Geo Week News

September 20, 2021

A quiet Venice Beach provides a perfect point cloud opportunity

The pandemic presented an opportunity to capture aerial imagery and lidar data without pedestrian or vehicular traffic in Venice Beach, CA, which formed the basis for colorized point cloud.
An aerial lidar scan of an empty skate park in Venice Beach, CA.

Venice Beach is a world-famous location, and also an excellent site to demonstrate mapping data of a combination of buildings, streets and shoreline. It also presents challenges from a data acquisition standpoint as it is generally crowded with vehicles, tourists and other local traffic.  GEO1, a California-based airborne data acquisition company that provides imagery and LiDAR, wanted to capitalize on the opportunity that COVID-19 restrictions provided to capture data without a minimum amount of pedestrians or cars on the road.

Project objectives

There were several objectives for the project. The first was to register the imagery with the lidar, which was pre-processed and controlled using GCPs. This was key to ensure that the photos were correctly aligned with the lidar data.  The second was to generate orthophotos and to create a seamless / color-balanced mosaic. The third objective was to use the imagery to colorize the lidar point cloud. The mosaic had to be generated at 0.15 ft horizontal resolution and the point cloud to show a point density of 250 points per square meter.

Lidar was desired in this project to provide a high-density / high-accuracy point cloud of that urban area. Colorization of the point cloud was to be used in improving classification, possibly using AI. The use of both a lidar sensor and a camera, combined with the capability to co-register them, led to the best of both worlds. 

Data Collection

The challenge was to collect the data during the COVID -19 lockdown in Southern California. With a short acquisition window due to the desire for a dataset as pedestrian free as possible, GEO1 had to coordinate and capture data rapidly.  Once collected, processing was done in a matter of days to create the desired outputs.

Flying in a Bell 206 helicopter, GEO1 captured high resolution data of the beach using the Phase One iXM-RS150F camera along with a Riegl VQ480II LiDAR sensor. A dual collect was necessary to capture both imagery and lidar. This enabled point cloud colorization. The use of a large-format metric camera such as the Phase One facilitated the photogrammetry. The aerial triangulation process to refine the position/orientation associated with each image led to residual errors of less than half a pixel, which ensured high-quality and accurate mapping products.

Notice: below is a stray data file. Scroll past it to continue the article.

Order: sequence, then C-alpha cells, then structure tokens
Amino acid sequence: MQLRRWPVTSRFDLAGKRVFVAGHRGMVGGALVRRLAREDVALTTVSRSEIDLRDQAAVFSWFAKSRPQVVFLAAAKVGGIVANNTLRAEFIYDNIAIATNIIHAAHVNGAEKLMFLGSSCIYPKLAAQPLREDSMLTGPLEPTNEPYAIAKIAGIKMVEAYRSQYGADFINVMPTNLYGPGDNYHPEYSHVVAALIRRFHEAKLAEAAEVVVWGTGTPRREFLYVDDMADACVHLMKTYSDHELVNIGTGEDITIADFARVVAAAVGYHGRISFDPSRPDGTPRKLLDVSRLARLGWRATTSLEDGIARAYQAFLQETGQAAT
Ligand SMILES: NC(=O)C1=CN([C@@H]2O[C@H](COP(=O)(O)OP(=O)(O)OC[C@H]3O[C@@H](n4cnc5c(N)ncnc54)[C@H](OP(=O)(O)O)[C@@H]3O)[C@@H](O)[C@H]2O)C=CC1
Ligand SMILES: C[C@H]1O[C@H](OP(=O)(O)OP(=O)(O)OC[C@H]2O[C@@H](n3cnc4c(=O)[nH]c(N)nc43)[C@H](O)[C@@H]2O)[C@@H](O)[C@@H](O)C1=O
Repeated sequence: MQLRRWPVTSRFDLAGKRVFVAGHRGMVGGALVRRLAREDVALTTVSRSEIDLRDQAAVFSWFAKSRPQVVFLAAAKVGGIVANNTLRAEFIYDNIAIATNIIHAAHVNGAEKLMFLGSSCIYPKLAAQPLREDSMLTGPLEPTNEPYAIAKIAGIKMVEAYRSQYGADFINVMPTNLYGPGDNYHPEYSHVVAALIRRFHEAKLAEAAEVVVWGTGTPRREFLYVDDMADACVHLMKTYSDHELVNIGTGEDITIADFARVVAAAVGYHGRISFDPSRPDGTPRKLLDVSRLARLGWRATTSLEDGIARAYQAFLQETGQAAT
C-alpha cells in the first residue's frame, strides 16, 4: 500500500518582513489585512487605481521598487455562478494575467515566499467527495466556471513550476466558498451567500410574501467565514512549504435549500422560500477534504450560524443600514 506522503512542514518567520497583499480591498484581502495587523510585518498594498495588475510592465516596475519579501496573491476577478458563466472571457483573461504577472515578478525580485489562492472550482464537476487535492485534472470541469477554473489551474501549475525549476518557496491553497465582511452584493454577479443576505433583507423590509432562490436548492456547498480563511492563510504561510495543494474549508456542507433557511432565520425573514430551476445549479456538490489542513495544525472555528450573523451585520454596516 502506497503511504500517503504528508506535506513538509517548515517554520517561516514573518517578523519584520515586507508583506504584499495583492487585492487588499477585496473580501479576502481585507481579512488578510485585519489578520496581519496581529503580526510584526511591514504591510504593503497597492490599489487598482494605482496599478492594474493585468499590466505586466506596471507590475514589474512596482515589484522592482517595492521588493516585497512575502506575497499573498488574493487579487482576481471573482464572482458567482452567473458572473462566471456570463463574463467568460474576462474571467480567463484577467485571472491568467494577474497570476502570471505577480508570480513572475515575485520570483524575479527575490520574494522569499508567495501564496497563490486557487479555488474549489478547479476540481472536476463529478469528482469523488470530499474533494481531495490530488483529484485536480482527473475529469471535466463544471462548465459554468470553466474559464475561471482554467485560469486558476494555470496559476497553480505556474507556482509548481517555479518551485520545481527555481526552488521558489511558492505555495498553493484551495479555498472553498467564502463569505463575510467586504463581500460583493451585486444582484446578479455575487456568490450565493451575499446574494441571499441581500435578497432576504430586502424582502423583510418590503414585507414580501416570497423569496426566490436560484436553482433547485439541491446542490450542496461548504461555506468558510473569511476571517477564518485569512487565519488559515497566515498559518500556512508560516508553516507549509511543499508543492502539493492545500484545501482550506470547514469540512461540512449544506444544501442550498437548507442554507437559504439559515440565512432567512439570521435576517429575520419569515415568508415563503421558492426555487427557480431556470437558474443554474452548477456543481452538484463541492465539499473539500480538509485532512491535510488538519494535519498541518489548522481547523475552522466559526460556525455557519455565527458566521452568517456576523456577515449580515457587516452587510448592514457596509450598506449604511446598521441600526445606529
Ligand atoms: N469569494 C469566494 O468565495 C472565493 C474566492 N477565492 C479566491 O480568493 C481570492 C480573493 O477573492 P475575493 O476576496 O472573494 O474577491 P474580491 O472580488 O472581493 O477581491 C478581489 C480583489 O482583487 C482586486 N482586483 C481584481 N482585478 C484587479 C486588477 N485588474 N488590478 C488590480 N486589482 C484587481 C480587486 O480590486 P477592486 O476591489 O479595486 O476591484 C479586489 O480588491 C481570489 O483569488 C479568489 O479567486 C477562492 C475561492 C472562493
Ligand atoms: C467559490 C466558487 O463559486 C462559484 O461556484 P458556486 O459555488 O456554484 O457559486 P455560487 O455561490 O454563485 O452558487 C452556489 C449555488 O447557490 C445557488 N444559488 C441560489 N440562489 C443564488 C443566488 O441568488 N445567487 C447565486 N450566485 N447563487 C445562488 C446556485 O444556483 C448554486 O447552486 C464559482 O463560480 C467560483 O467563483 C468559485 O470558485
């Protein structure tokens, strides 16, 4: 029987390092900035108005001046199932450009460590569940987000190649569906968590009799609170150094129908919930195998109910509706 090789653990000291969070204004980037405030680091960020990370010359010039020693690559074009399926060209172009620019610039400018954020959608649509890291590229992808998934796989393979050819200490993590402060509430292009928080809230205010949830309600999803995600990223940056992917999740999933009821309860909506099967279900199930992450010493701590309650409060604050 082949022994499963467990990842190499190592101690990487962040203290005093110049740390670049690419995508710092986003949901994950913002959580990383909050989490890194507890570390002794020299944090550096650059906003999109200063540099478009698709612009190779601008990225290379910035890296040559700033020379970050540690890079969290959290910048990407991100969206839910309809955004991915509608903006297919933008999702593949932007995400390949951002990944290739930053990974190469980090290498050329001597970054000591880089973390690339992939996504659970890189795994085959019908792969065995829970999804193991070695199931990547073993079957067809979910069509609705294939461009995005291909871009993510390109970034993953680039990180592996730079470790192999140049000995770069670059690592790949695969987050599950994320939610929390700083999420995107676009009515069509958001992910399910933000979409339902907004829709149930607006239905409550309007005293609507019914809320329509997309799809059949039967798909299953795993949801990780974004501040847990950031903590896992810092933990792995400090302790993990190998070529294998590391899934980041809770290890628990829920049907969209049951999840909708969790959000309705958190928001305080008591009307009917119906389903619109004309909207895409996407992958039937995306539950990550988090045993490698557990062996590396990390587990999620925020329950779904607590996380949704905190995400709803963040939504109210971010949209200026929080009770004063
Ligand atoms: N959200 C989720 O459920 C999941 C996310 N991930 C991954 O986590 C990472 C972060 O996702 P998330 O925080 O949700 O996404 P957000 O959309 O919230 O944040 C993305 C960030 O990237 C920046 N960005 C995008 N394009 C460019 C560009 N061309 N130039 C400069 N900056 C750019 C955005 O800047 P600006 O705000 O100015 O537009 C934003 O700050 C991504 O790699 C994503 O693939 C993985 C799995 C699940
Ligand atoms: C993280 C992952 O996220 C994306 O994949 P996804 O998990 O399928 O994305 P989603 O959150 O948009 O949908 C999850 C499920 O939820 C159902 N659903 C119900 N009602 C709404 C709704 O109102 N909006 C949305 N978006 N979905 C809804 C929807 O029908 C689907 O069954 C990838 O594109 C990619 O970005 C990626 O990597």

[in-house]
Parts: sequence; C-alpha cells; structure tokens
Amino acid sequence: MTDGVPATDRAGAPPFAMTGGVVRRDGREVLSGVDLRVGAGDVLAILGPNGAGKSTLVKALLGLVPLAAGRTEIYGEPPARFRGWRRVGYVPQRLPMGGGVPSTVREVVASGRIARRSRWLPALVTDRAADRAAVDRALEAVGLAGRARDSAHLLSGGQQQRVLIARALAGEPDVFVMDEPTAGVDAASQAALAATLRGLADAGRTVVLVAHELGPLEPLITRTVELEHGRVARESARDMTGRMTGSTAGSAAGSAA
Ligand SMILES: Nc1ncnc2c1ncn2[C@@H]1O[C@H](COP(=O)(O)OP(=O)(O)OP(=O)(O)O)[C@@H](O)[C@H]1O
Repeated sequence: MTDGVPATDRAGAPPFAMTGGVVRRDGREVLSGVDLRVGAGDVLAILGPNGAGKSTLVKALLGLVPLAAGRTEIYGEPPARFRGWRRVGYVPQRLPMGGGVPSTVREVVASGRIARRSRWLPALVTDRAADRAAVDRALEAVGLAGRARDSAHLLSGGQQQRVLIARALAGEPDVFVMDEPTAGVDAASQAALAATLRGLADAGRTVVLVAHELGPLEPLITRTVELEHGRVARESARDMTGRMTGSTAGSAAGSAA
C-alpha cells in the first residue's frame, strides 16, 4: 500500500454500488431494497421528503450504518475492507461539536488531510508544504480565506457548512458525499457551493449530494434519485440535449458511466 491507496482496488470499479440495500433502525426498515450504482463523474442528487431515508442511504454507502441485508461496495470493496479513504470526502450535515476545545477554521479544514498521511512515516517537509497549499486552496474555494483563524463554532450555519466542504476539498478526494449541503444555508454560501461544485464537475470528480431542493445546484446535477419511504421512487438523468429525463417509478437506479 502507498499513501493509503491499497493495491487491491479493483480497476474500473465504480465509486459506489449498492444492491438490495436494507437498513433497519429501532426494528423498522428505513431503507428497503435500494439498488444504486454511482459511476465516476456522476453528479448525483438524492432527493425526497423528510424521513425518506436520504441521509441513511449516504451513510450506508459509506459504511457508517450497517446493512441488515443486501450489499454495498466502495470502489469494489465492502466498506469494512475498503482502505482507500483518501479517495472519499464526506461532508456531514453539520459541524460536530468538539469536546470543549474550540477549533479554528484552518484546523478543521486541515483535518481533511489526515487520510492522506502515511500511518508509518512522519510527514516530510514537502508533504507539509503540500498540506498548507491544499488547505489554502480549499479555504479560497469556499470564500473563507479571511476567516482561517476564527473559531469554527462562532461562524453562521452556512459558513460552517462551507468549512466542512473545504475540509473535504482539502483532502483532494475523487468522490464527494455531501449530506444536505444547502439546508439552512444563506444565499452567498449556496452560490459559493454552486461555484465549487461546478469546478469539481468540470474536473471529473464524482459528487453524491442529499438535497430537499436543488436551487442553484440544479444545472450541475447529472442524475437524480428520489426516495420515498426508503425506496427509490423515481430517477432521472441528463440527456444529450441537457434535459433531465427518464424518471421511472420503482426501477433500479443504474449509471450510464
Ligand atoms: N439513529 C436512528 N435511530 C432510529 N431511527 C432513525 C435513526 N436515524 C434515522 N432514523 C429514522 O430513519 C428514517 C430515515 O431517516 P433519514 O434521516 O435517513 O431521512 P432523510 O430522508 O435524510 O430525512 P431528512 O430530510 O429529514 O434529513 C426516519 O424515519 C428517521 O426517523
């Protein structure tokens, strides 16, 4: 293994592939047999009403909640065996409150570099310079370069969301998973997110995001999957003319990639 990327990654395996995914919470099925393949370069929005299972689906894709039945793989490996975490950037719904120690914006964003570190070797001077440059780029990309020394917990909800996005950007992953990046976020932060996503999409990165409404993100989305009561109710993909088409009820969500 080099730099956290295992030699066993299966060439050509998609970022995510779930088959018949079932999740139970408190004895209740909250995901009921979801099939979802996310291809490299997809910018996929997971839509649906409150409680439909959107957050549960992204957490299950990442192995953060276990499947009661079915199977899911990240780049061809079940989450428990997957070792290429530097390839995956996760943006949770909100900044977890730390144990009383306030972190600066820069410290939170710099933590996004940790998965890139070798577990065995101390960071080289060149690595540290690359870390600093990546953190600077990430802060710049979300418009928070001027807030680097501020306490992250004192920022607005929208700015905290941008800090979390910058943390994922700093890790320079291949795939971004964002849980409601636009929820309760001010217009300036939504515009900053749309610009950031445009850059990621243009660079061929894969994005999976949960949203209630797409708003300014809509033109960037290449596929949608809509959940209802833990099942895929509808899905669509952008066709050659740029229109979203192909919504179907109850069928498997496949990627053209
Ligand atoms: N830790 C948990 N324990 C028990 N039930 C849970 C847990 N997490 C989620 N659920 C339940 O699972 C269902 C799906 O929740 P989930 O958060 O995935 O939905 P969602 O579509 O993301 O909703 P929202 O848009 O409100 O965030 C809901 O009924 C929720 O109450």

Logistical Challenges

The team was able to efficiently acquire data despite logistical challenges of the project area, which is adjacent to Los Angeles International Airport. LAX and the surrounding area is one of the most heavily trafficked airspaces in the world. It took patience, knowledge of the area, and a good relationship with air traffic control (ATC) to gain access to such airspace.

Flying missions where you are basically loitering in a small area near active runways always present challenges for ATC. A data collector wants to minimize your time on-site and complete your mission under optimal conditions with no breaks. Sometimes this does not work for ATC, which may require exiting the area at any given time for an extended period of time.

Fortunately, due the pandemic, air traffic at LAX was minimal allowing for an efficient airborne data collection. GEO1 partnered with CompassData who provided survey support and control for the project. CompassData went over and above during the height of the pandemic to deliver critical Ground Control points. Also, the project was done to demonstrate their joint capabilities to produce accurate geospatial data in a timely manner using SimActive’s Correlator3D photogrammetry software. 

Producing the colorized point cloud

Correlator3D allows processing images collected by drones, satellites, and aircraft. The point cloud was first imported into the software as an intensity image and resampled as a DSM. Aerial triangulation was then performed on the RGB imagery.

To assist in the accuracy, additional photo identifiable control was transferred from the lidar intensity image and DSM. The process involved selecting a photo identifiable point in the intensity image and then tagging that same point in the RGB imagery. Once all points were measured, the final bundle adjustment was executed to constrain the imagery, followed by orthorectification and creation of an overall color-balanced mosaic. The final mosaic was finally used to colorize the original lidar and output as a las file.


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